Herpangina: What You Need to Know
As the known term for a blister-like ulcer within the mouth, herpangina occurs typically in childhood. Unfortunately, being an infection, herpangina can cause other health issues – we’re here to discuss what you need to know.
What is Herpangina?
In the past, the infection has been compared to hand-foot-mouth disease since they’re both viral infections found mostly in children. As a group of viruses known to affect the gastrointestinal tract, enteroviruses are to blame for herpangina. The immune system will typically jump into action as soon as it detects an enterovirus. Since young children and infants aren’t always equipped with the right antibodies, they’re more susceptible to these viruses.
When it comes to herpangina, the main issue is its contagiousness. After spotting or hearing of an ulcer in the roof of the mouth or back of the throat, you should look to treat the symptoms and have the infection cleared as soon as possible. If left untreated, it can spread around a nursery or classroom.
Although herpangina can affect anyone of any age, those around the age of 5 to 10 years experience it most frequently. Since it’s highly-contagious, breeding grounds can form in classrooms, camps, and other locations where children regularly congregate. In the U.S., researchers have found the problem to be most common in fall and summer.
Symptoms of Herpangina
Both for yourself and your children, some health conditions can be hard to diagnose since the symptoms are very similar to other health issues. Luckily, the signs of herpangina can be spotted and tested more easily. For example, the primary symptoms one might experience include swollen lymph glands, sudden onset of fever, neck pain, difficulty in swallowing, sore throat, loss of appetite, and a headache.
For smaller children, there may be an issue with verbal communication of symptoms, but indicators include excessive drooling or vomiting. Of course, ulcers may also be visible on the roof of the mouth or towards the back of the throat. In appearance, specialists suggest a gray color with a red border for ulcers; in the majority of cases, they clear within a week.
Should I Contact a Doctor?
For many, especially with worried parents, this is the key question because you want to help your child feel better but you don’t want to exaggerate what may be a small issue. Therefore, we advise contacting the doctor if a fever measures above 106 degrees (or stays for longer than usual), if there are signs of dehydration, and if mouth sores remain for longer than five days.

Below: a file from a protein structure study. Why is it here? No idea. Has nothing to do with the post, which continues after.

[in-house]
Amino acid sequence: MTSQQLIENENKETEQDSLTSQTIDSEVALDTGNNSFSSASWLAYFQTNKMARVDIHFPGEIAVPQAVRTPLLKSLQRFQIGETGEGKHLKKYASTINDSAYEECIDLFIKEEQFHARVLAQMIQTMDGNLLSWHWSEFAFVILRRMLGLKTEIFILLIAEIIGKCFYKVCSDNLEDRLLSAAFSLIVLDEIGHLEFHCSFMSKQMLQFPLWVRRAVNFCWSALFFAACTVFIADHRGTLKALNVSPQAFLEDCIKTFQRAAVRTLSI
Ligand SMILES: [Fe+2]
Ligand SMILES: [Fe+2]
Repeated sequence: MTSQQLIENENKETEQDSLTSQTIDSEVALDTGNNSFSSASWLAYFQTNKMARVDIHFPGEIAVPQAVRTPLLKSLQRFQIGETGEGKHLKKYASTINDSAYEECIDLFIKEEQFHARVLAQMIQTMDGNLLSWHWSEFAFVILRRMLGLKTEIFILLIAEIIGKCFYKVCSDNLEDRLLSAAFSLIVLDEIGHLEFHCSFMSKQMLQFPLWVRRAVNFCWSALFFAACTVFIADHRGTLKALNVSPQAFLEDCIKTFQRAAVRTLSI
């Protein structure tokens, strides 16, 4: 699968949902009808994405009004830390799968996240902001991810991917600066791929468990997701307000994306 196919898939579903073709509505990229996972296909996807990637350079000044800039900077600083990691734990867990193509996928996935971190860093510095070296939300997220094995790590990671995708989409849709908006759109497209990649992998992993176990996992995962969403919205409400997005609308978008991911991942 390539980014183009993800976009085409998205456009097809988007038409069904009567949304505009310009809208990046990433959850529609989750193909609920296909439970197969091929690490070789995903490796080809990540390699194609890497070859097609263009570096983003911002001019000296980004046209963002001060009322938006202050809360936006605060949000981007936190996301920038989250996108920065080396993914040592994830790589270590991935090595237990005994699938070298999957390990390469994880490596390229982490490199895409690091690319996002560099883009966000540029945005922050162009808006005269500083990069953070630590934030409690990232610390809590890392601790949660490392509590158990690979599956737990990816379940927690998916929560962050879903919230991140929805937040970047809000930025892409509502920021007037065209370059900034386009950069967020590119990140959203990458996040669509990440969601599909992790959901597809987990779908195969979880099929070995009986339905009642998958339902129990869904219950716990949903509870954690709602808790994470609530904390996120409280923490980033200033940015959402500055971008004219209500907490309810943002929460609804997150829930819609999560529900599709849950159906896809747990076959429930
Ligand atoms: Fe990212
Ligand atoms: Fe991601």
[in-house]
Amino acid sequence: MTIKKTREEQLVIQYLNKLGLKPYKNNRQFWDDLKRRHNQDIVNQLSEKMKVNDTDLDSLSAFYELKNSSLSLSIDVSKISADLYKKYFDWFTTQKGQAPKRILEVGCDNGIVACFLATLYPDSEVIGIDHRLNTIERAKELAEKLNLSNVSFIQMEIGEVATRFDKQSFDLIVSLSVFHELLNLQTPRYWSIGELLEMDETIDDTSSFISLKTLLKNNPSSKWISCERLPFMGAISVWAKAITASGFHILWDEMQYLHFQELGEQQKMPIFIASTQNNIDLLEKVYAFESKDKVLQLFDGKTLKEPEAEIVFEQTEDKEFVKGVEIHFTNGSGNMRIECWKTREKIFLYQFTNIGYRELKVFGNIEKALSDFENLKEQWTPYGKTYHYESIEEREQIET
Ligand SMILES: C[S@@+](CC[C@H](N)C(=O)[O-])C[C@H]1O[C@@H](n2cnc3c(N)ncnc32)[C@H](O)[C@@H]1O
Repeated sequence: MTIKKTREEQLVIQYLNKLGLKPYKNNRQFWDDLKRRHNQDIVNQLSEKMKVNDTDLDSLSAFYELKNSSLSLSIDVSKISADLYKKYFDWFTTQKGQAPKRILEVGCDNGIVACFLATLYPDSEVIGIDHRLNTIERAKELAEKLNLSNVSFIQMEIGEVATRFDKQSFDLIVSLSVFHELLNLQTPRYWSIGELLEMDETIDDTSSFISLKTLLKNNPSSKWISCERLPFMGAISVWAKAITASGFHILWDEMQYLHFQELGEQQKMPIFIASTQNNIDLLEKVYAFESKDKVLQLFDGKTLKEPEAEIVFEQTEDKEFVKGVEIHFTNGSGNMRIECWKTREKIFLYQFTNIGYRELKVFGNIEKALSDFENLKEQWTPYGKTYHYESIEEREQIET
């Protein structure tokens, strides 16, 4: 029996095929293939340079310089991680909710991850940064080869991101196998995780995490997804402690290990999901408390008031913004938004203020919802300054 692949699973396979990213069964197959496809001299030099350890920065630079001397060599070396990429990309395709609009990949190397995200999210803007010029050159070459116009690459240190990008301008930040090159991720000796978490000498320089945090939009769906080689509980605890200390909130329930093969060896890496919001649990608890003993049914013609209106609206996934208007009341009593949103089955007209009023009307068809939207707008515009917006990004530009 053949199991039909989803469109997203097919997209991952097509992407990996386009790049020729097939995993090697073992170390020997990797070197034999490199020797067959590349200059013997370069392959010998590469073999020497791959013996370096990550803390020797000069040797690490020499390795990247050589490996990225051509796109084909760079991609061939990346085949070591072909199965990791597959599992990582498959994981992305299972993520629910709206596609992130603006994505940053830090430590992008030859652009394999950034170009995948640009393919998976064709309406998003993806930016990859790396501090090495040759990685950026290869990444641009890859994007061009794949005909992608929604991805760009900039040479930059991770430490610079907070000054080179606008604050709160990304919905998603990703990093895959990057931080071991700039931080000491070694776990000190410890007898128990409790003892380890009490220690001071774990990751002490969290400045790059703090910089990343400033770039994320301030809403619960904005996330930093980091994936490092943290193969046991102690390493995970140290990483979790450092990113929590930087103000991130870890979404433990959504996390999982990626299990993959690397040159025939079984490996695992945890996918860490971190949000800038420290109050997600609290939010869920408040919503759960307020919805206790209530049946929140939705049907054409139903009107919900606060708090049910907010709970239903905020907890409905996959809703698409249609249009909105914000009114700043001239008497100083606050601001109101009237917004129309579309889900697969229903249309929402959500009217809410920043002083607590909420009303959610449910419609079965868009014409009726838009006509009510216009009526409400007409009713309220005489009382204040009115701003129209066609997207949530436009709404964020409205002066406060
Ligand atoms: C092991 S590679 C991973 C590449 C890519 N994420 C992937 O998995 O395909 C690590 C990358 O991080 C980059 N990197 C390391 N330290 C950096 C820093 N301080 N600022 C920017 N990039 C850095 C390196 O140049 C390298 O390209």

After paying a visit to your doctor, they can typically diagnose the issue with ease since the ulcers are unique in their appearance. With a simple physical examination of yourself or your child, they can see the problem while also assessing all symptoms and your medical history. With herpangina, specialized diagnostic tests aren’t required.
Regarding treatment, the goal is to reduce the symptoms while also keeping them under control in the days ahead. Depending on your age and a number of other factors – including your medical history and symptoms – doctor’s can recommend different types of treatment. A course of antibiotics won’t be especially useful since herpangina is a viral infection.
With this in mind, the first suggestion would be acetaminophen or ibuprofen. It’s crucial that the patient doesn’t take aspirin since herpangina has been linked to the potentially life-threatening Reyes disease that is associated with a severe aspirin allergy.
Elsewhere, topical anesthetics could be used to relieve any mouth pain (and sore throat), including lidocaine. Regardless of the treatment, the doctor will suggest an increased intake of liquids with a focus on water and milk; hot drinks and citrus-based beverages will worsen the symptoms. Strangely enough, many sufferers have found popsicles to ease throat issues so this could also be advised.
Finally, you might be wondering whether you can avoid this disease altogether. First and foremost, you can take preventative measure by practicing good hygiene habits. For example, all the necessary rules apply such as covering your mouth when sneezing or coughing, washing hands after using the toilet, and washing hands before meals. If you teach your children the basic hygiene rules, you’ll decrease the likelihood of them suffering from herpangina too.
If your child currently has herpangina, remember these rules when helping them to recover. Throughout the day, wash your hands and pay particular attention before and after changing diapers or dealing with mucus. Furthermore, try to keep areas of high activity clean for your child including toys, surfaces, and their beds. To avoid becoming the enemy of all other parents, we also advise keeping your child from school or day-care while recovering too. If you follow these tips, you or your child will be back to full health in no time!